Association of Truancy and Health Risk Behaviours among School-Going Adolescents in Malaysia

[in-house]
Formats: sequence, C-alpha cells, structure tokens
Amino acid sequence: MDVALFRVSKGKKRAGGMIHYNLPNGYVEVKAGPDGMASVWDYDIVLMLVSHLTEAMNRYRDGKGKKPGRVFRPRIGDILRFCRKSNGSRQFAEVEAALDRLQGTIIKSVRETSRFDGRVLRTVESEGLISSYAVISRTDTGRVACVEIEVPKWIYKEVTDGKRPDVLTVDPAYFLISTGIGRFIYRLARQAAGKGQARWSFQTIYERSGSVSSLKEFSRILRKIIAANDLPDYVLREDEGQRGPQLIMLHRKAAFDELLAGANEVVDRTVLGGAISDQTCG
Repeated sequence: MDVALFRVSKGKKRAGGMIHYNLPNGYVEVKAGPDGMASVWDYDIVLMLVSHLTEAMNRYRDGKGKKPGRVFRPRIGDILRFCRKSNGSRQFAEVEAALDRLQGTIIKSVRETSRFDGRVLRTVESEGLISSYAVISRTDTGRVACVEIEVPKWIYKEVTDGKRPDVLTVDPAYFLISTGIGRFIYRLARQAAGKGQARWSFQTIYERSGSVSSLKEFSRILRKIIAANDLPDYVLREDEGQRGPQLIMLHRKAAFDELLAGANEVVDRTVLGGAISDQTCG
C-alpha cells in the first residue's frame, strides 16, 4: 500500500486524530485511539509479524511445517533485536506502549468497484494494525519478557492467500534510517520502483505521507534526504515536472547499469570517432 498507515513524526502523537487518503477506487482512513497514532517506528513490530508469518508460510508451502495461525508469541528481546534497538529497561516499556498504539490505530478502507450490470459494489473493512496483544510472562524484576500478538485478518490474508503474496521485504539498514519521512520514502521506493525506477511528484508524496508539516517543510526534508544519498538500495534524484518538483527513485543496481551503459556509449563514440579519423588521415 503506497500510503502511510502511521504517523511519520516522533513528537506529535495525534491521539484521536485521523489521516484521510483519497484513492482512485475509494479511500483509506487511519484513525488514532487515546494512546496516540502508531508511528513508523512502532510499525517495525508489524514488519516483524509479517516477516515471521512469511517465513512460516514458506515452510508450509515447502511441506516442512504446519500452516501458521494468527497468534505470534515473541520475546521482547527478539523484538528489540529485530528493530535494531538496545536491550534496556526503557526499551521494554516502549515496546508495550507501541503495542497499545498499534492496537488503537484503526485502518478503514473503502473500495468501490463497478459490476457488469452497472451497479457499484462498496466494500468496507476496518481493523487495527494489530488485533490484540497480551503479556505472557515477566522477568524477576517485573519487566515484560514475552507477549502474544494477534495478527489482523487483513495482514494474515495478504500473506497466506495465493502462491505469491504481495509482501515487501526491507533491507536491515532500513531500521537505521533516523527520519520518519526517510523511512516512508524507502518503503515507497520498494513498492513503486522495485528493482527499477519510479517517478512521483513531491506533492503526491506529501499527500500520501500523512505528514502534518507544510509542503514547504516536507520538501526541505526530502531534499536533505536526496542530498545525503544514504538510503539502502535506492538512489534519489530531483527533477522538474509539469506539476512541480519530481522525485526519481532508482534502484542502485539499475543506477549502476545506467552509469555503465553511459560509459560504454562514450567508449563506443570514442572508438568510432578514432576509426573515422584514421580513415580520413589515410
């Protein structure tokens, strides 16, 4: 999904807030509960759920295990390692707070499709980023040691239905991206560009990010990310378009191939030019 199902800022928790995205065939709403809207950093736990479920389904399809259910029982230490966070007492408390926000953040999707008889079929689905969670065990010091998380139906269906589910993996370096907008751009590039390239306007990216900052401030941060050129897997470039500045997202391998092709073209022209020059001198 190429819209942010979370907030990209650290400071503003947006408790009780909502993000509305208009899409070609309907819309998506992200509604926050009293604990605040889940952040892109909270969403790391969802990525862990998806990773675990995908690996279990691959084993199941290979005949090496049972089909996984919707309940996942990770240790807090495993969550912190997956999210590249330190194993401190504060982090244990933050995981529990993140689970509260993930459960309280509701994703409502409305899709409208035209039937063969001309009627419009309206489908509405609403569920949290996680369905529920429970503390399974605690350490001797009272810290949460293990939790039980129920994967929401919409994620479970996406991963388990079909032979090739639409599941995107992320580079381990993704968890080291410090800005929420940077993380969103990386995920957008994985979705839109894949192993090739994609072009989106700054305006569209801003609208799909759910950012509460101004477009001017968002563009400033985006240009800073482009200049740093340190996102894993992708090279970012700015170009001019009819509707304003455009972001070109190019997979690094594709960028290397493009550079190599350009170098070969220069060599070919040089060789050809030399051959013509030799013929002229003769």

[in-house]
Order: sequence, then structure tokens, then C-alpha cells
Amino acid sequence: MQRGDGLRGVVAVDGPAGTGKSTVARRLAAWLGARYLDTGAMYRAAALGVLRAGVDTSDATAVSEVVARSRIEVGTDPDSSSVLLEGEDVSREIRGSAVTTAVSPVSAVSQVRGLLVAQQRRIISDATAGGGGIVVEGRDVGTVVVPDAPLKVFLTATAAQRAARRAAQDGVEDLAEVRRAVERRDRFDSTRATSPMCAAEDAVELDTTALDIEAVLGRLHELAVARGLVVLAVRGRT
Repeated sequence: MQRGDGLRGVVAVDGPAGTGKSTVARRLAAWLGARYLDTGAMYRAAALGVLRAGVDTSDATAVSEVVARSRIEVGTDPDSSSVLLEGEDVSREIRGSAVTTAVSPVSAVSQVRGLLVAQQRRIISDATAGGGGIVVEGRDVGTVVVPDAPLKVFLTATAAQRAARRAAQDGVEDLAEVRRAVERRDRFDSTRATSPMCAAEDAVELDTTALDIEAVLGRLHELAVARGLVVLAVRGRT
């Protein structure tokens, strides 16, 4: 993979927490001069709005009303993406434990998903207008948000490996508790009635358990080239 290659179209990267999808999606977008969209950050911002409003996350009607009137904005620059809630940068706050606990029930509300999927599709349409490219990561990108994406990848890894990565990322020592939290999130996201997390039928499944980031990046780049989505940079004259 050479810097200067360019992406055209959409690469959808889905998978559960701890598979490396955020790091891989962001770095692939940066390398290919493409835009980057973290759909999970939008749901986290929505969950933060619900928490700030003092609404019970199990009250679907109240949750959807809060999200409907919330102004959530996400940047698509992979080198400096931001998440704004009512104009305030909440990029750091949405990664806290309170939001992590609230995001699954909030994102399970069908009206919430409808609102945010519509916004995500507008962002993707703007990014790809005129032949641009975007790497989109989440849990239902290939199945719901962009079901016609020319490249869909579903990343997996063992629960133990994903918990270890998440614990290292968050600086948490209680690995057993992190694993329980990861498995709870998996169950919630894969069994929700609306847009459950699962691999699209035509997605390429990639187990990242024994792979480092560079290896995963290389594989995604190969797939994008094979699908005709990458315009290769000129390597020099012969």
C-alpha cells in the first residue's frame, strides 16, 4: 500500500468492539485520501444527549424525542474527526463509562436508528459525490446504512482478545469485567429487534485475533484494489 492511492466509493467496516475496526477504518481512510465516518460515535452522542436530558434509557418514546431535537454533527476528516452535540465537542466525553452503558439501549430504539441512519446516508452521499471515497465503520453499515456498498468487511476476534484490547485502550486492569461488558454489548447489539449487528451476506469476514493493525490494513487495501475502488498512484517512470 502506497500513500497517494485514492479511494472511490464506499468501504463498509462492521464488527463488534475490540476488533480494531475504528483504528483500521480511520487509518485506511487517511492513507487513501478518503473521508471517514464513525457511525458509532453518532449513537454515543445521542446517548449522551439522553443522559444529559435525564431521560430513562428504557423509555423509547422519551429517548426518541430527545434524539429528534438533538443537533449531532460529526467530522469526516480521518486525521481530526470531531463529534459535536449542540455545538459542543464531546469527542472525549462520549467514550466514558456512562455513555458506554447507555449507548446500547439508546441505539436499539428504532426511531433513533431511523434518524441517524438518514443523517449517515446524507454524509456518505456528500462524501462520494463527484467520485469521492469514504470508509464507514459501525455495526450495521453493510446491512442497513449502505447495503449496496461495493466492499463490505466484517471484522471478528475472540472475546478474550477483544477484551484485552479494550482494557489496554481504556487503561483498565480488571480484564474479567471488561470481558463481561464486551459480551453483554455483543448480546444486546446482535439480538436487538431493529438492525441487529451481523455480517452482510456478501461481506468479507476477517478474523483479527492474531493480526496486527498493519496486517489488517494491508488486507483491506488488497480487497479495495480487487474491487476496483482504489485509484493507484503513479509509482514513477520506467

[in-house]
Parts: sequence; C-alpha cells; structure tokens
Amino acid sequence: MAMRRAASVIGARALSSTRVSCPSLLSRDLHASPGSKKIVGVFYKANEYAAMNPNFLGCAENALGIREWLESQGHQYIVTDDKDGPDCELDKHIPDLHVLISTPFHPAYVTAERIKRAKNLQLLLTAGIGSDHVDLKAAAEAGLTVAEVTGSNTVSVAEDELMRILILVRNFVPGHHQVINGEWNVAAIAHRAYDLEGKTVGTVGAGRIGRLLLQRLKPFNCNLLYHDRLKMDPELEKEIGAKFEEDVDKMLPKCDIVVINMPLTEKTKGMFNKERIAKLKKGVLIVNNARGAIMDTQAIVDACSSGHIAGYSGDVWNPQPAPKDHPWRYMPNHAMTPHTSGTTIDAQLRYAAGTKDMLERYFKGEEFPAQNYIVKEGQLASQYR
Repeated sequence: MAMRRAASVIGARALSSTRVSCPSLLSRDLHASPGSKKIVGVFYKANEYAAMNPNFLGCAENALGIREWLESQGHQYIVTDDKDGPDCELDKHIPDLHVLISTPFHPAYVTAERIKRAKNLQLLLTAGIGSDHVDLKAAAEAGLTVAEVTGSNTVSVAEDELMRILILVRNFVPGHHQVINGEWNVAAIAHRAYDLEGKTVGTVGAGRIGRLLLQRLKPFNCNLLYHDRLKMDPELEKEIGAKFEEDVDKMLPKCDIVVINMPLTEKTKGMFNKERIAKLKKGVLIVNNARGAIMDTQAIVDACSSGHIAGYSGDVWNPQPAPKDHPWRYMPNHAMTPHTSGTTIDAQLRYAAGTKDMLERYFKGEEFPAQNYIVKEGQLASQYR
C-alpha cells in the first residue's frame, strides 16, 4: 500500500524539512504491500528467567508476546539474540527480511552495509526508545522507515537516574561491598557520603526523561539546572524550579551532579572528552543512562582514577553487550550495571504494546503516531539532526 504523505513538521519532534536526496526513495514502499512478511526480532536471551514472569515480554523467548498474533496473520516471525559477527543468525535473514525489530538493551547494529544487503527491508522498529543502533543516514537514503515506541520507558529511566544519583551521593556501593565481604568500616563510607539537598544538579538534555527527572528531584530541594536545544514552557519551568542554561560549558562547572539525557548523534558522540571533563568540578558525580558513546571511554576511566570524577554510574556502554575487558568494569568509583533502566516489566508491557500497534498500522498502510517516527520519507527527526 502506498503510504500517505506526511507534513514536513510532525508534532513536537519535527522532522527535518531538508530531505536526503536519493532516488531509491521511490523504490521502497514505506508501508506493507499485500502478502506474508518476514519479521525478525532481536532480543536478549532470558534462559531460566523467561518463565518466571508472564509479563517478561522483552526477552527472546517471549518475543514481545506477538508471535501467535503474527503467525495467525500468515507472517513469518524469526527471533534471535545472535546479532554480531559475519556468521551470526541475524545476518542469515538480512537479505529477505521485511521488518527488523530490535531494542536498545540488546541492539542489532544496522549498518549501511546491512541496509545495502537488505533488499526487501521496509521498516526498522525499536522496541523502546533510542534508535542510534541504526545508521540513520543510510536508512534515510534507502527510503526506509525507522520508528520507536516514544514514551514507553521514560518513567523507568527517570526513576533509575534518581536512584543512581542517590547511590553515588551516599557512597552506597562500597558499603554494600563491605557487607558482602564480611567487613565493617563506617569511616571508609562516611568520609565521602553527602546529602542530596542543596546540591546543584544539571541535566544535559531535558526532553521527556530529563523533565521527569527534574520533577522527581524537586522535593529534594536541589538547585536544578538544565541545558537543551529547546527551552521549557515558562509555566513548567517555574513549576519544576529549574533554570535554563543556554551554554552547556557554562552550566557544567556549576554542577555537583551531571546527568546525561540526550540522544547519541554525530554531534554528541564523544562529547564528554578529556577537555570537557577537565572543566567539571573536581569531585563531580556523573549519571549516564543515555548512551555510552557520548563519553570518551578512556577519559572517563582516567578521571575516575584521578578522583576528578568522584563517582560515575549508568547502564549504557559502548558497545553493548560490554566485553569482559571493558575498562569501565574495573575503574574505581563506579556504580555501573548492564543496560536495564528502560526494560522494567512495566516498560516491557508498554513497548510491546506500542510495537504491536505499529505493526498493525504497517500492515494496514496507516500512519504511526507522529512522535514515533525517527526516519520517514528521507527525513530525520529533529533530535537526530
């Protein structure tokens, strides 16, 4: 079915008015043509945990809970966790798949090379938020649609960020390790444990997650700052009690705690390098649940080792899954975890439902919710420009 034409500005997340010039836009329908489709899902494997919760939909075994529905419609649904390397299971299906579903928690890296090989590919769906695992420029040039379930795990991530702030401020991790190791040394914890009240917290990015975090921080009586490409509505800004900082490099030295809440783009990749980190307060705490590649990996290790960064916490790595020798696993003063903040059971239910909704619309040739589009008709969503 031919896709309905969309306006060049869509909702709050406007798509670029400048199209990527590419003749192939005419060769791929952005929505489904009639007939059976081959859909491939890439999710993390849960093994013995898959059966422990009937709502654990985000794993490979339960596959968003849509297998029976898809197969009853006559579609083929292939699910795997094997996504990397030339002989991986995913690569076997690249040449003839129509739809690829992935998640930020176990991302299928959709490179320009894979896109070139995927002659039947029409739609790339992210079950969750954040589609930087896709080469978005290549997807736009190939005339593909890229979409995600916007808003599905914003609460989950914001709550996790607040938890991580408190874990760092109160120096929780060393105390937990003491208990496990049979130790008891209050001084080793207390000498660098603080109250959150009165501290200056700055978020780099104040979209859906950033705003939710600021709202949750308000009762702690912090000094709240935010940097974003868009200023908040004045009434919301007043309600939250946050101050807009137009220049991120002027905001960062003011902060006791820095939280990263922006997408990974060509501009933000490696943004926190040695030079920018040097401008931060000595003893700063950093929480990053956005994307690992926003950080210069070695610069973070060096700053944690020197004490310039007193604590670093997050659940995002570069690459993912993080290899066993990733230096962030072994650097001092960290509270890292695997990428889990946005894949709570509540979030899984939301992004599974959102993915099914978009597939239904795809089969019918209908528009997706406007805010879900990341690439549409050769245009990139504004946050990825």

Truancy may act as a precursor or a consequence of many behavioural problems that might have potentially deleterious effects. This study examined factors associated with truancy among 27,497 school-going adolescents. Data were obtained from the National Health and Morbidity Survey 2017, a cross-sectional survey which targeted Malaysian school-going adolescents aged 13 to 17 years. A two-stage stratified cluster sampling was applied and data collection was conducted using validated self-administered questionnaire. Descriptive and multiple variables logistic regression analysis was applied and p value < 0.05 was considered as a statistically significant result. Overall prevalence of truancy among school-going adolescents in Malaysia was 29.4% (27.78, 31.06). Truancy among Malaysian adolescent is associated with ever drug user [AOR = 2.51; 95% CI: (2.18, 2.90)], current cigarette smoker [AOR = 2.02; 95% CI: (1.86, 2.19)], other ethnicity [AOR = 1.41; 95% CI: (1.18, 1.68)], adolescent’s parents who live apart [AOR = 1.38; 95% CI: (1.28, 1.47)], being bullied [AOR = 1.37; 95%-CI = (1.28, 1.47)], older aged [AOR = 1.37; 95% CI: (1.30, 1.45)] and male [AOR = 1.09; 95% CI: (1.03, 1.15)]. Truancy has been associated with various health risk behaviours that may influence its development and adulthood health status. Investigation on the true cause of truancy among adolescent may highlight the underlying problems and plan for further intervention.